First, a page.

Berkeley County is asking for its citizens' help in figuring out who in the county doesn't have adequate broadband internet service.
Governments looking to make investments in broadband, which includes fiber optic, satellite, cable and DSL connections, need to know exactly where service is lacking in order to know where to spend.
But information publicly available from the Federal Communications Commission is considered unreliable and incomplete, because providers know how to game its system.
So Berkeley County wants residents to download an app on their phones called TestIT. Data collected through the app would help the county obtain funding for communication projects. No personal information is collected through the app.
"This will help document areas, often rural areas, that do not have adequate signal for cell phone use," the county said in a press release. "This app will allow citizens to test their broadband speed from anywhere."
Some 537,000 people in South Carolina don’t have an adequate internet connection at home — about 11 percent of the state’s population, and 26 percent of the rural population.
Data from the FCC suggests more than 90 percent of the county has at least three companies to choose from offering a standard speed. Access to faster internet is more scarce.
Data from TestIT could offer a more precise picture. The app is simple, requiring the user only to turn on their location services and press a button to start the test.
Counties across the country are participating, according to the National Association of Counties.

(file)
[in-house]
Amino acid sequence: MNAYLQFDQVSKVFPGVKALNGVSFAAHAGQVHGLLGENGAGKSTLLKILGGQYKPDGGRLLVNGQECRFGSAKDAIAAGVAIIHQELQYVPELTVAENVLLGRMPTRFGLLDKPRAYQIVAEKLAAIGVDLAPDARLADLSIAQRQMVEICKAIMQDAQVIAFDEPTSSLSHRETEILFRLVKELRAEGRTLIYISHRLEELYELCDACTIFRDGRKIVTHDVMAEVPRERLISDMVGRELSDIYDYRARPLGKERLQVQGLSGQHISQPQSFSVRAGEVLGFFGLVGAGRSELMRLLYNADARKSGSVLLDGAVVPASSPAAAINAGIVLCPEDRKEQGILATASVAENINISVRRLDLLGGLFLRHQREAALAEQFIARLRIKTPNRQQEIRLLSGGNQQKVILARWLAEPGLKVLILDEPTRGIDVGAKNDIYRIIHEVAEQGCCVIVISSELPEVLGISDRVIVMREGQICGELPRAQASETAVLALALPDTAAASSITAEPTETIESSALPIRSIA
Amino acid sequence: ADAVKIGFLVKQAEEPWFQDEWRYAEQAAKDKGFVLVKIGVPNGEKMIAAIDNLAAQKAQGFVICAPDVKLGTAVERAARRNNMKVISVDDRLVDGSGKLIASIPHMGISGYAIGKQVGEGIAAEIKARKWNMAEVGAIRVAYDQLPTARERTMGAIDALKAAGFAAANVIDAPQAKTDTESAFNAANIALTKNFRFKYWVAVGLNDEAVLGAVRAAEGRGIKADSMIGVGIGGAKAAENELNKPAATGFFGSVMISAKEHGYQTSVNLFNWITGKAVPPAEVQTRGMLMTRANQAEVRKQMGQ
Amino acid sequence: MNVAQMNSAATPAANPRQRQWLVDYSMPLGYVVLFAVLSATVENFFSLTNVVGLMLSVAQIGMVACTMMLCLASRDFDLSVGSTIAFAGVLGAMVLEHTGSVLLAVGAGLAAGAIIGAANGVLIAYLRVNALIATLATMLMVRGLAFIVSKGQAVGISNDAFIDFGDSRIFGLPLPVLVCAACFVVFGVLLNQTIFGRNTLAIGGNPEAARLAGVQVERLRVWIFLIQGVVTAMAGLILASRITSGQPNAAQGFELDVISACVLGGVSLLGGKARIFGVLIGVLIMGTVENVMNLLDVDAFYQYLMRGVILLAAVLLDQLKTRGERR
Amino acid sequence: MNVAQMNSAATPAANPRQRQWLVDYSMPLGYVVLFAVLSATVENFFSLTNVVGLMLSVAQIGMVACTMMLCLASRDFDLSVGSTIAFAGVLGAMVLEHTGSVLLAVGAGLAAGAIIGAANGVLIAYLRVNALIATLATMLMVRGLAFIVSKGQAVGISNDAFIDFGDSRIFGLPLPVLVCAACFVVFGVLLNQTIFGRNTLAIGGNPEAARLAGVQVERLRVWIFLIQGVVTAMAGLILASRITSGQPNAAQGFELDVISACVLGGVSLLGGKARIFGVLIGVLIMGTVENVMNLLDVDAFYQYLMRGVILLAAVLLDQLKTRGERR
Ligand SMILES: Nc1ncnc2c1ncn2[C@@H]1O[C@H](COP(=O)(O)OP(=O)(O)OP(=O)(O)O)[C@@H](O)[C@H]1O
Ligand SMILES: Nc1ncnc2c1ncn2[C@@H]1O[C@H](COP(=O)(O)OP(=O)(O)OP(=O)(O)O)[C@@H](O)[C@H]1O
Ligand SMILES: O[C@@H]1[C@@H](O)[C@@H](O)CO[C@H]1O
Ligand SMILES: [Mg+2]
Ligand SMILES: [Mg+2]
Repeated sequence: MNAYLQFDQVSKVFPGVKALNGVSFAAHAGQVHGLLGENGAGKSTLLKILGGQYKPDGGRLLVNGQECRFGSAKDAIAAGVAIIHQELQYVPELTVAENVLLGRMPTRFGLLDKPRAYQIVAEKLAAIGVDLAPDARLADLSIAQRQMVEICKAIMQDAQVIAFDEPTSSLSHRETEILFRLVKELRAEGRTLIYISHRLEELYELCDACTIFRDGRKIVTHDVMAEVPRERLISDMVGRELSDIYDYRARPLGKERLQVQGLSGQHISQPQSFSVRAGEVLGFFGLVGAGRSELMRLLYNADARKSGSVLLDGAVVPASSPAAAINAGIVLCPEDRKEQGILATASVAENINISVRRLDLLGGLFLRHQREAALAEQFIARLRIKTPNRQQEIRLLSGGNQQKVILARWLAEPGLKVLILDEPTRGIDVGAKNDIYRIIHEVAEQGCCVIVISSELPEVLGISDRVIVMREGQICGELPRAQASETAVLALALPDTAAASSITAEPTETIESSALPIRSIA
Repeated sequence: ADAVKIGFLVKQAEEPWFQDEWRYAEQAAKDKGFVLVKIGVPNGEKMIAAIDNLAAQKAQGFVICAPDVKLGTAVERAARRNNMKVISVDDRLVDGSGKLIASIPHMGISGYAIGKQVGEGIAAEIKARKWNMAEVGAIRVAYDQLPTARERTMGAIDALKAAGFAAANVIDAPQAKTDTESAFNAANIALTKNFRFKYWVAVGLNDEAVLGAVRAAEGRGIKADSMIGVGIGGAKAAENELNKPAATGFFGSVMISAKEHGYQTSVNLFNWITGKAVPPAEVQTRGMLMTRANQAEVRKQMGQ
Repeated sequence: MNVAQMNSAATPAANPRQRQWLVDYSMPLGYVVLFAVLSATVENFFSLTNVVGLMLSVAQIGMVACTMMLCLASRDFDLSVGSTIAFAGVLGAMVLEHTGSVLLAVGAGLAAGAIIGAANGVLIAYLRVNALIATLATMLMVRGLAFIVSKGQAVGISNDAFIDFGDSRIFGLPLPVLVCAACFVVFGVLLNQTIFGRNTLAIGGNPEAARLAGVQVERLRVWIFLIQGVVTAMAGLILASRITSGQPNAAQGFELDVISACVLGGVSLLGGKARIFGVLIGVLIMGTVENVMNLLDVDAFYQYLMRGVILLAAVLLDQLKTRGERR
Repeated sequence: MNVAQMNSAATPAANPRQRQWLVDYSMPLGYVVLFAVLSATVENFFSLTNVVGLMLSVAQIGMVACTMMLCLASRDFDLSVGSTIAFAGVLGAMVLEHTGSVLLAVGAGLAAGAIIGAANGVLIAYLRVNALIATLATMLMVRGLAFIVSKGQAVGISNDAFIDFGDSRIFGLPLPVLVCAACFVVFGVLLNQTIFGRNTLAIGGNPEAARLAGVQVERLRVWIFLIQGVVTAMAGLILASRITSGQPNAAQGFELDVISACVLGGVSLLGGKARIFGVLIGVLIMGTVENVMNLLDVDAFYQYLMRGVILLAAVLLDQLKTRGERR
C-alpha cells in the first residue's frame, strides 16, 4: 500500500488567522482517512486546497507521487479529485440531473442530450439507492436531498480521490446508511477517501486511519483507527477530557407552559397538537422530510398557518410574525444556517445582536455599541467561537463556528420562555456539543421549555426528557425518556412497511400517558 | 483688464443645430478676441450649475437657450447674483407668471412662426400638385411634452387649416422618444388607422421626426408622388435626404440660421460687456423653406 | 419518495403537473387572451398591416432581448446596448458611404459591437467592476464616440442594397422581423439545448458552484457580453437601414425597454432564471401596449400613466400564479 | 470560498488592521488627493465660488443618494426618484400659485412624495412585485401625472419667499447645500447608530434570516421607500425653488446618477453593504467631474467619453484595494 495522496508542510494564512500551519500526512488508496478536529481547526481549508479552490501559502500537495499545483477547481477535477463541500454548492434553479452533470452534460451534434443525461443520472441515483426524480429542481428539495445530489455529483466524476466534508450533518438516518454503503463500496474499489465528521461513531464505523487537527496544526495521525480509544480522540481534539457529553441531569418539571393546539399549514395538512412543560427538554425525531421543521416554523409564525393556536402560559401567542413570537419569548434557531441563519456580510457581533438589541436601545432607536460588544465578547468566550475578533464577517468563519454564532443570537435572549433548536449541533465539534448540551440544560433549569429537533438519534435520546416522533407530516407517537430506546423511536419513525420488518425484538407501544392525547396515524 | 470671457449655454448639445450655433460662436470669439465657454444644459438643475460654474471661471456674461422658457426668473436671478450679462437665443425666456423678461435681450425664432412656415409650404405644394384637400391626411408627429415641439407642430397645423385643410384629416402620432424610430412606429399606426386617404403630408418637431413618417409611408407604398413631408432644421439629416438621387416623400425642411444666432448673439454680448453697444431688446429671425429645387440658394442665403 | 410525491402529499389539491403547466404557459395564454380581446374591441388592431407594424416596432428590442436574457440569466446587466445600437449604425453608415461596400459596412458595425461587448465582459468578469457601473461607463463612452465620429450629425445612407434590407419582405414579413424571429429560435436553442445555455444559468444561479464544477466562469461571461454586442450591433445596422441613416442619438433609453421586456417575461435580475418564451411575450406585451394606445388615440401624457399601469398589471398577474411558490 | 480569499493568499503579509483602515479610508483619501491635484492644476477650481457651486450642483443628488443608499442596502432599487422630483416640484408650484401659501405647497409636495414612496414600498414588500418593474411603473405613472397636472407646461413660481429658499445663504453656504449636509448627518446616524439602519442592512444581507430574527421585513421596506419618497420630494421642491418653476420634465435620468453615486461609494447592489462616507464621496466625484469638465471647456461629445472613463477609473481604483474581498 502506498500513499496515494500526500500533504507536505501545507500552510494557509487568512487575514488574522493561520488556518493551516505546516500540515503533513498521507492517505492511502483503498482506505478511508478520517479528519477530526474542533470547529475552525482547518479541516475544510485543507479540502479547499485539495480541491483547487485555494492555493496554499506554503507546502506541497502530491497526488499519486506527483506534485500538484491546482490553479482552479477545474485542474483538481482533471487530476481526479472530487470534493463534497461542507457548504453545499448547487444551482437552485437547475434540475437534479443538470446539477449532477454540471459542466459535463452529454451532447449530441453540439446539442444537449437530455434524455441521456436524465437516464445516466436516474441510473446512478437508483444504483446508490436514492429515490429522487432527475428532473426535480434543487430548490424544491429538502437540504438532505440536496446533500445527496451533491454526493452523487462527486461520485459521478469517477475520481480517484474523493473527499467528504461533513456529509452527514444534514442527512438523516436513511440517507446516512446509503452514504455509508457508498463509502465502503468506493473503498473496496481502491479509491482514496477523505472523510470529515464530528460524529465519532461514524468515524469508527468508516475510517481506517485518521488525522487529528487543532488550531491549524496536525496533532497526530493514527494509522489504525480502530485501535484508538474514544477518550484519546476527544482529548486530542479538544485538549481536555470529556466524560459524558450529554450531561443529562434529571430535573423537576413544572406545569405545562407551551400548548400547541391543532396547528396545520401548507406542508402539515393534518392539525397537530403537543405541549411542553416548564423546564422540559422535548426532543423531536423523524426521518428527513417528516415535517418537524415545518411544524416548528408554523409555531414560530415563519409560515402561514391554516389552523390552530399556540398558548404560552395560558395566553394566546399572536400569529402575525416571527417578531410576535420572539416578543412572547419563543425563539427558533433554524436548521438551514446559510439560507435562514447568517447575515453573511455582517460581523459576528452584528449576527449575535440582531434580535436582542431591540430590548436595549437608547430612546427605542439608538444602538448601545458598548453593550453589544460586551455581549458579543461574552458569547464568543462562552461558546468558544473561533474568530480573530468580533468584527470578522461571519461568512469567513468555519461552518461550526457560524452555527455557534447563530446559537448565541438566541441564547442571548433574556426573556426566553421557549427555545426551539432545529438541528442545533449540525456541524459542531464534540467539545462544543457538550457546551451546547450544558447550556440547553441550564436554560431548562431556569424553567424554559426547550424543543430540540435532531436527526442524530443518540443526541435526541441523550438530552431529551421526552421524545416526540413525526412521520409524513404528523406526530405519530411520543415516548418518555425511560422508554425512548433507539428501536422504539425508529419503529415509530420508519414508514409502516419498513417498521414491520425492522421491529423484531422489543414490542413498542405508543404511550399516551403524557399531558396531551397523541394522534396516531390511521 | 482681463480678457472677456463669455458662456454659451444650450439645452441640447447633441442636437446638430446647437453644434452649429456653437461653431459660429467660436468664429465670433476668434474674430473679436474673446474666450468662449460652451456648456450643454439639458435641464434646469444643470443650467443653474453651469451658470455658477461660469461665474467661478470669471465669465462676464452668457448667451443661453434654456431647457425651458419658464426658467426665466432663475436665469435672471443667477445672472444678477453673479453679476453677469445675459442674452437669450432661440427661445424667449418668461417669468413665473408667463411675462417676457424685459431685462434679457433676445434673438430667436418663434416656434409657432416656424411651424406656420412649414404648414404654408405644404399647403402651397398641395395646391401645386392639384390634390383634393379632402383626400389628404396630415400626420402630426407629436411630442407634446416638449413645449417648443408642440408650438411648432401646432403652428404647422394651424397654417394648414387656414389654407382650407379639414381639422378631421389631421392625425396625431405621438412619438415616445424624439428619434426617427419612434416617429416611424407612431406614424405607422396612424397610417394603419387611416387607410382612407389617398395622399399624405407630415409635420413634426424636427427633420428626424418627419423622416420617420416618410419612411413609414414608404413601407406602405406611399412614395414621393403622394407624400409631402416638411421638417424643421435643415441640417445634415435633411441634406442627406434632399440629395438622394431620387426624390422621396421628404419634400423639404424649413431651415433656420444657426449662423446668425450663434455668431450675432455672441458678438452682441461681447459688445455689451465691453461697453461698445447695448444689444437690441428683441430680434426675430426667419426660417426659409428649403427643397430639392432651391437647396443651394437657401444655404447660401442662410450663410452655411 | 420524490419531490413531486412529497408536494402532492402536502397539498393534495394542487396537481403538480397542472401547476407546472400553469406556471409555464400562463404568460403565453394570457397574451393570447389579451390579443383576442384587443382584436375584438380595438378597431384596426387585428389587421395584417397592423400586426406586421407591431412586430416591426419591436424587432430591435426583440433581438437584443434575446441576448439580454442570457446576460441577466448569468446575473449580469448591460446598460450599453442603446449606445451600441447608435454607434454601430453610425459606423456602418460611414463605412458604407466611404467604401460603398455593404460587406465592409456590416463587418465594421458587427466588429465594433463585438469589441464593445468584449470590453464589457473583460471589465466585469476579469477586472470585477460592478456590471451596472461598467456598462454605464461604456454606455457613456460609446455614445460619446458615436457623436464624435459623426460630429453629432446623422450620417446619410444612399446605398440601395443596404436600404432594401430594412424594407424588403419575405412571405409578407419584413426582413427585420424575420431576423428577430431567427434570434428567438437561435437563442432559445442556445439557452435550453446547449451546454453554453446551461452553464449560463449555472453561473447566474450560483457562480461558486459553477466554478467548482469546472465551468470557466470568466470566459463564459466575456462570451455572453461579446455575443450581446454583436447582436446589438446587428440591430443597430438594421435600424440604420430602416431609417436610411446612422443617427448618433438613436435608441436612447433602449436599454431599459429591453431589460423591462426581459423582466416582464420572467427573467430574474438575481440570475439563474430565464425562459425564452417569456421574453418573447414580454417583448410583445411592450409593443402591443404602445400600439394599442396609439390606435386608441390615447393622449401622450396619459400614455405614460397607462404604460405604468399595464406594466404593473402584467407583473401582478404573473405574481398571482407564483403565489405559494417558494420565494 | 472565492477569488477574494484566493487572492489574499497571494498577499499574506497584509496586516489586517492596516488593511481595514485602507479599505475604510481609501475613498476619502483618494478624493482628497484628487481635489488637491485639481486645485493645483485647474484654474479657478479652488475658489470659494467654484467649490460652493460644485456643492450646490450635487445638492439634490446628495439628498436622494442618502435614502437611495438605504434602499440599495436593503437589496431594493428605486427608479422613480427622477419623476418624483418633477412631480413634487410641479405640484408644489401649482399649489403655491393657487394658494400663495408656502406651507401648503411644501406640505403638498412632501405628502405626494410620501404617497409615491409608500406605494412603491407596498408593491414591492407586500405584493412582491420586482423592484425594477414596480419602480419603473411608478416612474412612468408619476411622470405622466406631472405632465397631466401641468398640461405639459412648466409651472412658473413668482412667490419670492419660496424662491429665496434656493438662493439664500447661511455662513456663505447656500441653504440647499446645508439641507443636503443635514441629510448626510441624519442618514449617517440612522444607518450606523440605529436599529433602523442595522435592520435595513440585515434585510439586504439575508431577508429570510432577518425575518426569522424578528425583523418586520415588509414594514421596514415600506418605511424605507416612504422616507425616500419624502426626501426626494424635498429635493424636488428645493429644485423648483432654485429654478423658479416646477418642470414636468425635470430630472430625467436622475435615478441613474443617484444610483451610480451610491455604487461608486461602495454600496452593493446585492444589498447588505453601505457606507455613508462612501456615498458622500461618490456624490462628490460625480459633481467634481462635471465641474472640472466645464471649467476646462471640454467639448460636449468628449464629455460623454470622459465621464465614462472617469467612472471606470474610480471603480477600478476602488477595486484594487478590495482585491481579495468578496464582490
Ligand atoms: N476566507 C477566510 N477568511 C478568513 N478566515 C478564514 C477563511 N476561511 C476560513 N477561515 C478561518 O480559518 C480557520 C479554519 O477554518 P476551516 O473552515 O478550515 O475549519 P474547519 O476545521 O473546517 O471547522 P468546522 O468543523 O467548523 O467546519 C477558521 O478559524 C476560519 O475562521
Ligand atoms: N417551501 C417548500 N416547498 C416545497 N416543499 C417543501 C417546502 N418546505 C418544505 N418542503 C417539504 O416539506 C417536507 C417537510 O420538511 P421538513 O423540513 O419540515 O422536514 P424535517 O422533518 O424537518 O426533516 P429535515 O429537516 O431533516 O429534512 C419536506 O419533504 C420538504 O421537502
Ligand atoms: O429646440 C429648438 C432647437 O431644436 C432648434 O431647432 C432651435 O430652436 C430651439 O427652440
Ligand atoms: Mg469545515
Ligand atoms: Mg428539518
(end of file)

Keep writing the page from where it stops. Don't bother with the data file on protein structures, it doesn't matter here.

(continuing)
Telecom union firms up a contract
A strike of AT&T workers last week ended Wednesday when the union Communications Workers of America said it had struck a "handshake deal" with the telecommunications giant. The union began a strike last weekend over alleged unfair labor practices.
Around midnight on Thursday, the union told its members it had solidified the details of a new contract.
Details included a 13 percent wage increase, seniority protections and a 1 percent pension increase for each year of the 5-year agreement.
"I have never been more proud of being a CWA member than I have been over these last few days," Richard Honeycutt, the union's Southeast district vice president, said in an email to members.
The robot takeover
A West Columbia-based pharmaceutical company says it is partnering with the University of South Carolina to ramp up the company's operation of filling syringes with medication.
The old-fashioned method is to fill syringes by hand in a sterile setting. Nephron Pharmaceuticals says automating that process is more sterile and more accurate.
Researchers at the university's College of Engineering and Computing will work out of a new robotic compounding lab at UofSC's aerospace center. Compounding is the process of combining drugs to create specialized medications.
For now it only shows a level gravel lot and construction vehicles, but in the coming months a video stream should show a six-story tech-focused office building rising from the dirt.
The Charleston Digital Corridor installed a camera at the site of the new Charleston Tech Center last week. The center broke ground in mid-July.
The building is scheduled to open in 2020. The Digital Corridor, a tech-focused business development group, will be an anchor tenant. Plans also call for an 820-space parking deck.